6. But it, has been argued in this appeal that though the question as to who is the Jangam is excluded from the jurisdiction of the civil Courts the Courts could determine the question whether the lands were assigned to the defendants Nos. 2 and 3 ancestors or the plaintiff's ancestors. The evidence bearing on the question as to whether the grant was originally to the Swami of the Hiremath at Haveri or to Chanviraya, the original ancestor of the present defendants Nos. 2 and 3, has been discussed at some length. It is common ground, however, between the parties, or at any rate the contrary has not been suggested on behalf of the appellant, that the lands are given as remuneration for the services to be rendered as Jangam ; and if the Court cannot determine whether the plaintiff is the Jangam ; and if it must accept the fact that defendants Nos. 2 and 3 are the Jangams as the representatives of the Jangam whom the Government accepted as the office-holder, it must also be accepted that the lands were assigned to them as remuneration for the services to be performed by them as Jangams. In this view of the matter, it is needless to discuss the evidence as to the grant. But we may mention briefly that even if it was open to us to consider the evidence bearing on the question whether the grant was originally to the Swami of the Math or to Chanviraya, the evidence points to the conclusion that the lands were given originally by the former Government to Chanviraya. Exhibits 240, 242 and 244 show that so far back as 1820 the lands stood in the name of Chanviraya, and it is conceded that the lands have all along stood in the name of Chanviraya. When an inquiry was made before that Inam Commission, it appears that Baslingaya, the son of Chanviraya, made a statement in 1845, Exhibit 210, which is relied upon by the appellant as proving his case. As against this, however, we have the fact that in 1854 in Suit No. 201 between the predecessors-in-title of the plaintiff and defendants Nos. 2 and 3 there was a compromise decree, which is Exhibit 218, and according to that the lands continued to be in the name of the defendants' ancestors; and above all we have the fact that in 1868 Government granted the Sanad to Chanviraya, The decision of the Inam Commission, if there was any, has not been put in. Under these circumstances in spite of the statement of Baslingaya, which is not altogether unequivocal, but which we are willing to take for the purpose of the present argument as telling in favour of the plaintiff's case, the conclusion must be accepted that the lands were appurtenant to the office and were assigned to the ancestors of the present defendants Nos. 2 and 3.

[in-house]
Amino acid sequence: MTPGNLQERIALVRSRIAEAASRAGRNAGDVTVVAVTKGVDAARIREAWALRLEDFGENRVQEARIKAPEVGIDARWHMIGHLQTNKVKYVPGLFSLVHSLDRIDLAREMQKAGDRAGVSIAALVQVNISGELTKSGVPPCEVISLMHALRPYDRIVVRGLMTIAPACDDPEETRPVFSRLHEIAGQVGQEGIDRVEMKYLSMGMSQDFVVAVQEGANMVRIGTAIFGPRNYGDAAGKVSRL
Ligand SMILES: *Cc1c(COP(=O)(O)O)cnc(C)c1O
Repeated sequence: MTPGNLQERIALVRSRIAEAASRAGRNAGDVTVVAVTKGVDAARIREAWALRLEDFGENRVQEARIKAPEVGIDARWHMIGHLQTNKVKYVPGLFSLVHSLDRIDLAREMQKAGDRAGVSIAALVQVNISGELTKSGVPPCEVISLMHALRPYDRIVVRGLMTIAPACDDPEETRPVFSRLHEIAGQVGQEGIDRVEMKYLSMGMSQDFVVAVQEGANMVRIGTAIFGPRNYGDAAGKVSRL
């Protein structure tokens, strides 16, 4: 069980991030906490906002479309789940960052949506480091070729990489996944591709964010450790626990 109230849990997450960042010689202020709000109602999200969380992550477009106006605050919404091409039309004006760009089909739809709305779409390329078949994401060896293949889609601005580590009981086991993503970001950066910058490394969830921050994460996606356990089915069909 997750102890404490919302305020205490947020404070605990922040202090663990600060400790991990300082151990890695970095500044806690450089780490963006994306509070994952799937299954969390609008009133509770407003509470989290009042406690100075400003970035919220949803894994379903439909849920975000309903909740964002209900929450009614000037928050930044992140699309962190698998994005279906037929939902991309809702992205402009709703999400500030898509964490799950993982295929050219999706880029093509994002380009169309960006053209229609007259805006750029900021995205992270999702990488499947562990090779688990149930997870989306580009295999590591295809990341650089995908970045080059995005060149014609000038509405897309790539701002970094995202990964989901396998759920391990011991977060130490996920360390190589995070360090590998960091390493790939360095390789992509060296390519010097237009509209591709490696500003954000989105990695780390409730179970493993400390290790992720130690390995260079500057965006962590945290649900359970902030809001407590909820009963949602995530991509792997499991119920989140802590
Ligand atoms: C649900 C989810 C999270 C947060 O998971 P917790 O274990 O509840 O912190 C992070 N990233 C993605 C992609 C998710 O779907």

7. As regards the second prayer which relates to the injunction against defendant No. 1 restraining him from recovering the full rent of the lands, and from paying the same to defendants Nos. 2 and 3, and against defendants Nos. 2 and 3 restraining them from receiving the same, the question stands on a different footing. It is urged on behalf of defendant No. 1 that the suit is barred Under Section 4(a), paras 1 and 4, of the Bombay Revenue Jurisdiction Act. It is important to remember that the Collector has apparently acted under the rules framed by the Government in 1908 for the resumption of lands. These rules purport to have been framed under the powers conferred by Act XI of 1852, Schedule B, Sections 8 and 10, and by Bombay Act VII of 1863, Section 2, Clause 3, and all other powers in this behalf. Under Rule 4, the Collector has the power in respect of lands which do not fall under Rules 2 and 3 at his discretion to resume these lands if he finds that the hinds are in possession of third parties; and under Rule 6 he can summarily evict any person wrongfully in possession of the land, or levy any rent due by any person in the manner that may be prescribed for the time being in force for the levy of a revenue demand. In the present case the Collector ordered the economic rent to be levied; and the only possible basis for this order is afforded by these rules. No other statutory power is referred to as justifying the order. The plaintiff's case is that these rules are ultra vireos of the Government so far as the territories to which Act XI of 1852 applies are concerned, as regards those lauds which are held by servants of the class mentioned in paragraph 1 of Section 8 of Schedule B of Act XI of 1852. The Government has power to regulate by rules the question of emoluments relating to service performed to the State under the fifth provision of Section 8 But the Government has no power under that Act to frame any rules with reference to the resumption of lands given as emoluments ot any hereditary office, such as Kazis, village Joshis etc. It is common ground that the office of a Jangam comes under the first paragraph of Section 8. Therefore by the very preamble of these rules it is clear that they could not have been intended to apply to lands held by such village servants in the territories to which Act XI of 1852 applies. It may be mentioned that there is no provision in Bombay Act II of 1863, like the provision in Section 2, Clause (3), Sub-clause (3), in Bombay Act VII of 1863. The case for the plaintiff is that the order of the Collector is ultra virus so far as it purports to levy rent in excess of the full assessment authorised by Government. The claim, so far as it relates to this excess amount over the assessment authorised by law, would be saved Under Section 5(a) of the Bombay Revenue Jurisdiction Act. Under that section it is open to the plaintiff to file a suit against Government contesting the amount claimed, or paid under protest, on the ground that such amount is in excess of the amount authorised in that behalf by Government. Assuming, therefore, that the claim as to this rent would fall under Clause (a) of Section 4, paragraphs 1 and 4, it is saved from the bar of the Revenue Jurisdiction Act to the extent which I have stated.